There are certainly churches that lean heavily in this direction. Many ex-Christians cite this as a factor in their leaving the faith. But to suggest that resentment and guilt are dominant factors in the formation of religious values, it seems to me, goes too far.
At some level Asma seems to recognize it too:
All this internalized self-loathing is the cost we pay for being civilized. In a very well-organized society that protects the interests of many, we have to refrain daily from our natural instincts. We have to repress our own selfish, aggressive urges all the time, and we are so accustomed to it as adults that we don't always notice it.
It is our well-organized (and, I might add, pluralistic) society that forces us to repress our instincts and leaves us with a sense of guilt. It is our culture that teaches us to take turns as children, so that as grownups we will wait in line at the coffee shop. Without these cultural values:
I wouldn't bother to line up in a queue, but would just storm the counter (as I regularly witnessed people doing when I lived in China) and muscle people out of my way.
So as Westerners become less religious, they become less guilt-stricken, right? Not so, says Asma:
Feeling unworthy is still a large part of Western religious culture, but many people, especially in multicultural urban centers, are less religious.…Now the secular world still has to make sense out of its own invisible, psychological drama—in particular, its feelings of guilt and indignation. Environmentalism, as a substitute for religion, has come to the rescue.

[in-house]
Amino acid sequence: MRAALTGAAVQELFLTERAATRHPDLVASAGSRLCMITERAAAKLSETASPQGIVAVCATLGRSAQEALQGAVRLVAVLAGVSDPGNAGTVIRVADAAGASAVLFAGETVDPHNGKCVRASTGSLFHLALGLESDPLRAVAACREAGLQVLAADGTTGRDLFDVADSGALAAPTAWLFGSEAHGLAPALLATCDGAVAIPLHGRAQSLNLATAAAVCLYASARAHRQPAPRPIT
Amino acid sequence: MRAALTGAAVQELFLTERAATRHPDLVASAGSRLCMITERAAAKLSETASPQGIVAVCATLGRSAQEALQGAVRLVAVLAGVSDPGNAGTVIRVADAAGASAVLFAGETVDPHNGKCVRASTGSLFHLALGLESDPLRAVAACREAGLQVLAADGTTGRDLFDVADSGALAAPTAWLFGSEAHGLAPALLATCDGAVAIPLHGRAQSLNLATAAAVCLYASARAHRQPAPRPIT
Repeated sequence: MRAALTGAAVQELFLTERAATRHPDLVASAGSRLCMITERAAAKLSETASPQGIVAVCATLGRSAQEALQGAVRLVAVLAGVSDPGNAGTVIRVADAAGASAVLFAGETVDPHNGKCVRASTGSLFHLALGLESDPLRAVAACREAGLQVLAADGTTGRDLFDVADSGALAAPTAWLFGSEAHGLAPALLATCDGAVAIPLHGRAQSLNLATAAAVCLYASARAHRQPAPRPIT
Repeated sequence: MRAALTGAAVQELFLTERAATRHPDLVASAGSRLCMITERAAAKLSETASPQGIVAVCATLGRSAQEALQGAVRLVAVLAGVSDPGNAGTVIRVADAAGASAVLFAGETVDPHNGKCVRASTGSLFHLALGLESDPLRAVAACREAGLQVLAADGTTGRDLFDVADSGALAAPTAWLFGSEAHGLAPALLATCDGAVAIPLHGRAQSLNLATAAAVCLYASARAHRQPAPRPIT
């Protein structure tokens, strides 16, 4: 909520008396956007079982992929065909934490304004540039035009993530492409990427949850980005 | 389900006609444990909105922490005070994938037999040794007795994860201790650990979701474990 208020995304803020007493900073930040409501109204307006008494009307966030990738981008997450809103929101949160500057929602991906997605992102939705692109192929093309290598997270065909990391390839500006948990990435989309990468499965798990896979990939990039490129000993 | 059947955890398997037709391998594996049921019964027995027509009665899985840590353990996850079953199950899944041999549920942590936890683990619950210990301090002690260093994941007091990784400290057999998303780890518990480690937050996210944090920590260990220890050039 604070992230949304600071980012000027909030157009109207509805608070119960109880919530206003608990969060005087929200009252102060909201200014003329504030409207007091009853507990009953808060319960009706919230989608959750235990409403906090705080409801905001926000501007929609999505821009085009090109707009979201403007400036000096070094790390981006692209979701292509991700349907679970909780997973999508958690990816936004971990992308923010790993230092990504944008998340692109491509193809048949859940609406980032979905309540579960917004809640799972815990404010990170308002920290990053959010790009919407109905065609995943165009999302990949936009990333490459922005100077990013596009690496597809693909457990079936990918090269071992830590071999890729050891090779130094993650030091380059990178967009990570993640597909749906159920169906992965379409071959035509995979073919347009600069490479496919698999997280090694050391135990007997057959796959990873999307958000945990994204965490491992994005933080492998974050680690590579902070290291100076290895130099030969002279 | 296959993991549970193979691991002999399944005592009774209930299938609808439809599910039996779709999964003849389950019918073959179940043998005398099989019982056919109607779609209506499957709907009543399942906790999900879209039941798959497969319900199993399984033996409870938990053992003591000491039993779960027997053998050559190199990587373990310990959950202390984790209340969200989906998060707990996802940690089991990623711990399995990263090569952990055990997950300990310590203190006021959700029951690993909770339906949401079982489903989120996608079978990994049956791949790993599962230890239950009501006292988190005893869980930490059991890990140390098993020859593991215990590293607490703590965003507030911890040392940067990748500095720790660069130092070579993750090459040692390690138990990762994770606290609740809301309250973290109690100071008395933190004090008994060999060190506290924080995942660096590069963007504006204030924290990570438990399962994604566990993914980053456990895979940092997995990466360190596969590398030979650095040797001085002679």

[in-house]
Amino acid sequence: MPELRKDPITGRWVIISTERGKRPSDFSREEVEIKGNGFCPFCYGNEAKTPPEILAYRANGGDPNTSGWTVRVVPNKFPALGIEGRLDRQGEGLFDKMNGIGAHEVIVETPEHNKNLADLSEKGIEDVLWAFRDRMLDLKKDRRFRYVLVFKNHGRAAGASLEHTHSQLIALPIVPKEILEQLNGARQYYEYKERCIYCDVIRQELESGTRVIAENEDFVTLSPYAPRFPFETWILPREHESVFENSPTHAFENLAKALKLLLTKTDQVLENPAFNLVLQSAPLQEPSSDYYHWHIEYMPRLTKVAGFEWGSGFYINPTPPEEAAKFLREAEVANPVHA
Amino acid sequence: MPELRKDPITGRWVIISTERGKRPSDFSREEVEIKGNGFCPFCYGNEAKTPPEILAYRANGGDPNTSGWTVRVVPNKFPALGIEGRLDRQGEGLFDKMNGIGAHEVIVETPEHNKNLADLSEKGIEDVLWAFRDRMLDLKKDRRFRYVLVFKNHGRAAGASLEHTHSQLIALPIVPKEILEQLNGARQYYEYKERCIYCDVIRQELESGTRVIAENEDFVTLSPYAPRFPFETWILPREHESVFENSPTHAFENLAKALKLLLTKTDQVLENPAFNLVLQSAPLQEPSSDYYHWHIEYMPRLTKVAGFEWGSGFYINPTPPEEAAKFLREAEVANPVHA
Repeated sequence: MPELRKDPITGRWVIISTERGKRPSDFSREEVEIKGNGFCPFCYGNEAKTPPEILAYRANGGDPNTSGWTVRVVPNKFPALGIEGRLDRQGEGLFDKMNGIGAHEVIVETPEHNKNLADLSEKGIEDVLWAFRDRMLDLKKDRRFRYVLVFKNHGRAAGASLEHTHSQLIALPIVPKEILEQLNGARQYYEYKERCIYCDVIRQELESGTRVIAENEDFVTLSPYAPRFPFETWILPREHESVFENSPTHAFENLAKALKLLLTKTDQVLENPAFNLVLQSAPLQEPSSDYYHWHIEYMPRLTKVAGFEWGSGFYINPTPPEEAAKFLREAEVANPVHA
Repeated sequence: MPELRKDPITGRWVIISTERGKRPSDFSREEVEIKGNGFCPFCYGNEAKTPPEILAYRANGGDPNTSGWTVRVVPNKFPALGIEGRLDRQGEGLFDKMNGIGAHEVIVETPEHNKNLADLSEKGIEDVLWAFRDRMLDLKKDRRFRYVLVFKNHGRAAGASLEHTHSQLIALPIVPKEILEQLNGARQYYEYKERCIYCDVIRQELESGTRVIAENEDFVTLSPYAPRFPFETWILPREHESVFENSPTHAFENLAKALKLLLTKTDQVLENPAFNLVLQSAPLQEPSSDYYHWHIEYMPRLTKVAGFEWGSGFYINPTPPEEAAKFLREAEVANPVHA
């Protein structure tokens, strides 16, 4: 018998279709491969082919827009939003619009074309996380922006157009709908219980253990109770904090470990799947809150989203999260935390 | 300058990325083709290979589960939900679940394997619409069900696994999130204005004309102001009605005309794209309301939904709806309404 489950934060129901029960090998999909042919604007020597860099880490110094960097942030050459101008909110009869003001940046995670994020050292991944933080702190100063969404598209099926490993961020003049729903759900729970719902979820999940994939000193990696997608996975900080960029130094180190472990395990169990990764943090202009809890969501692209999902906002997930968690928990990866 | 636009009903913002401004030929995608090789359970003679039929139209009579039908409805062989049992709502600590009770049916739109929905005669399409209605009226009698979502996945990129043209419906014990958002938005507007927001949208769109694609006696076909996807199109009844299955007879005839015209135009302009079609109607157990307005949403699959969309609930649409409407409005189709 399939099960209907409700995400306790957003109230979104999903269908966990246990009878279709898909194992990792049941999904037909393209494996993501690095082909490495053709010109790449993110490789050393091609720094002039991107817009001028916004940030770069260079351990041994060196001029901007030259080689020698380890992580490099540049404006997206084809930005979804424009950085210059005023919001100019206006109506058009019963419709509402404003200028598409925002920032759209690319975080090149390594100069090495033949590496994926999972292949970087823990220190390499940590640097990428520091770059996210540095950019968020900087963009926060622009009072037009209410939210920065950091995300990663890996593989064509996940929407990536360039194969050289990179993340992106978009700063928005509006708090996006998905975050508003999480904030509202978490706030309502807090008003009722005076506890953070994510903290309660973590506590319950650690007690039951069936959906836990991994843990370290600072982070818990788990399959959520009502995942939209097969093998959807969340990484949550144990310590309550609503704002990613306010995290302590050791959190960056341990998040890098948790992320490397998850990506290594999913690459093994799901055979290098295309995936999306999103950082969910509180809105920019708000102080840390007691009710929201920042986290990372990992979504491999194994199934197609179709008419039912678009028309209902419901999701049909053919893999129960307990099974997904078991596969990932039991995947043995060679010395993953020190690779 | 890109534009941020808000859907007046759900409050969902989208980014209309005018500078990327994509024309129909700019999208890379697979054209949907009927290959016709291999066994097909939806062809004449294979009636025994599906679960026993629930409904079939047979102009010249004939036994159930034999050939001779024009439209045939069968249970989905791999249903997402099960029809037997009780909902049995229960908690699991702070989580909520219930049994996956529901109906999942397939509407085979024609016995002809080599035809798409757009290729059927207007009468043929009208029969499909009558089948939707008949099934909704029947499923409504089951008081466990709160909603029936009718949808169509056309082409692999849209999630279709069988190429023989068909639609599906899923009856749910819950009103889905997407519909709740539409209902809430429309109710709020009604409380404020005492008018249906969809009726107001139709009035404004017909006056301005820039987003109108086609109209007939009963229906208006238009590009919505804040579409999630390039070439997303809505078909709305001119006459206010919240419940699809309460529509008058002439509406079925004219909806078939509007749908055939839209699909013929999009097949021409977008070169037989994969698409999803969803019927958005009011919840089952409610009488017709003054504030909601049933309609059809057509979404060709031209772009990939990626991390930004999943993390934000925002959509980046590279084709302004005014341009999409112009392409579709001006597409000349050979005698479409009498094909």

Now I don't doubt that this is factual. Many people in Western societies do feel guilt and indignation about environmental issues. But the mere fact that people can get so worked up about secular causes—doesn't that just point to the conclusion that these emotions are not inherently religious?
In the era of Christendom, when church and state were so intertwined that the same people were often in leadership positions of both, it was easy to confuse cultural values and religious values. But today, as Western society becomes more secular, we have an opportunity to tear apart the tangled web of values that have been passed down to us in the name of cultural Christianity.
Now this is only tangential to Asma's point. He doesn't want to see environmentalism turn into "one more humorless religion". I agree with him there.